CIO hiring process to favour emotional intelligence in 2021
Individual determination and sensitivity will become key factors in the CIO hiring process, according to Gartner, Inc. A recent survey revealed that CIOs who look to develop emotional dexterity in the digital era can improve their self-awareness, self-management and relationships during times of crisis by committing to practising self-improvement techniques.
Daniel Sanchez-Reina, senior research director at Gartner, noted that CEOs are looking for executives who are capable of weathering crises.
“They are still unsettled about the future and want determined CIOs who make and implement timely decisions, while displaying emotional dexterity to be tactful and supportive,” Sanchez-Reina said.
Determination refers to resoluteness and turning decisions into actions, despite how tough they are. Sensitivity is the quality of feeling empathetic towards others’ difficulties and acting accordingly.
Gartner TalentNeuron data revealed that demand for the determination competency among new hires increased 34% in 2020 versus 2019, and sensitivity increased 92% in 2020 versus 2019. Both competencies are also in the top 10 of increasing demand in recruitment processes, which will extend to existing employees, too.
Gartner research shows that the majority of IT and business leaders say that the most important skills needed in 10 years will be soft skills. The survey revealed that above average CIOs are 30% more likely to practise gratitude as a self-development approach, putting them in a better position to deal with the fear and doubt brought on by complex change.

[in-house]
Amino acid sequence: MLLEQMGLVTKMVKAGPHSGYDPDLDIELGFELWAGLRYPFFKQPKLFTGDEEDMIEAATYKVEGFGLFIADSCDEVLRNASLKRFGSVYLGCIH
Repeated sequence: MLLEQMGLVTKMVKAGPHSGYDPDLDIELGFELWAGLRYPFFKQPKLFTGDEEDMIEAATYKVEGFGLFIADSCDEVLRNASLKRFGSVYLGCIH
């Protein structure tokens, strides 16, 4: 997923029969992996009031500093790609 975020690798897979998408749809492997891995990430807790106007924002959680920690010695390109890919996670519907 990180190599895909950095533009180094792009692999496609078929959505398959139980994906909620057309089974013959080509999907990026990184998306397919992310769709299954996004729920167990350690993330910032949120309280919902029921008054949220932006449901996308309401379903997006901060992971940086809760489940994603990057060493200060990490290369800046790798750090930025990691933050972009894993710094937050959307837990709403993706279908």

“Interestingly, all surveyed CIOs spend an average of 30 minutes daily in learning and development, indicating it is not the quantity, but the quality of time spent on focusing on the right behaviours that is important,” said Rob O’Donohue, senior research director at Gartner.
Transparency was the most commonly admired emotional dexterity leadership competency, followed by authentic communications and collaboration. Above-average-performing CIOs are more likely to develop others through coaching and mentoring than low-performing CIOs (60% versus 48%). In a 1:1 setting with their direct reports, high-performing CIOs said that up to 74% of their time is spent listening, rather than directing.
“Being aware of the positive impact these behaviours and practices bring is paramount as organisations consider their vaccine strategy and employees return to work. They’ll be as important, if not more, than the technical skills a typical CIO embodies,” O’Donohue said.
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